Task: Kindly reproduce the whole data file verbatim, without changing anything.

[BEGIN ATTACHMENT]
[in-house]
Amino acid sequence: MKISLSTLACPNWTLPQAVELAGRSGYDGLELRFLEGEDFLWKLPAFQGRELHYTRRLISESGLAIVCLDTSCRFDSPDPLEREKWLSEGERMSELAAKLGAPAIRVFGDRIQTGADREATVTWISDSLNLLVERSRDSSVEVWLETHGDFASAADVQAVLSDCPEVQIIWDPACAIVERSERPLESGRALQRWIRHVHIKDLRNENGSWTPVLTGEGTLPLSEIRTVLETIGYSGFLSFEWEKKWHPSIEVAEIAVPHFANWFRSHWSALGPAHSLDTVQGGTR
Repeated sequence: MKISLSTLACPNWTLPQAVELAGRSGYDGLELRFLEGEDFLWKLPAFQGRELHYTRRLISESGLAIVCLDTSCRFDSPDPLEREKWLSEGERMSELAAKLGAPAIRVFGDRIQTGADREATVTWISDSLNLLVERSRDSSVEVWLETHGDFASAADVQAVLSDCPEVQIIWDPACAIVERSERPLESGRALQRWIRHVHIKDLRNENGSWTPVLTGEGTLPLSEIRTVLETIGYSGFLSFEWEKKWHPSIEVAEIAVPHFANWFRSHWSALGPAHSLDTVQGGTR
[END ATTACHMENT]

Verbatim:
[in-house]
Amino acid sequence: MKISLSTLACPNWTLPQAVELAGRSGYDGLELRFLEGEDFLWKLPAFQGRELHYTRRLISESGLAIVCLDTSCRFDSPDPLEREKWLSEGERMSELAAKLGAPAIRVFGDRIQTGADREATVTWISDSLNLLVERSRDSSVEVWLETHGDFASAADVQAVLSDCPEVQIIWDPACAIVERSERPLESGRALQRWIRHVHIKDLRNENGSWTPVLTGEGTLPLSEIRTVLETIGYSGFLSFEWEKKWHPSIEVAEIAVPHFANWFRSHWSALGPAHSLDTVQGGTR
Repeated sequence: MKISLSTLACPNWTLPQAVELAGRSGYDGLELRFLEGEDFLWKLPAFQGRELHYTRRLISESGLAIVCLDTSCRFDSPDPLEREKWLSEGERMSELAAKLGAPAIRVFGDRIQTGADREATVTWISDSLNLLVERSRDSSVEVWLETHGDFASAADVQAVLSDCPEVQIIWDPACAIVERSERPLESGRALQRWIRHVHIKDLRNENGSWTPVLTGEGTLPLSEIRTVLETIGYSGFLSFEWEKKWHPSIEVAEIAVPHFANWFRSHWSALGPAHSLDTVQGGTR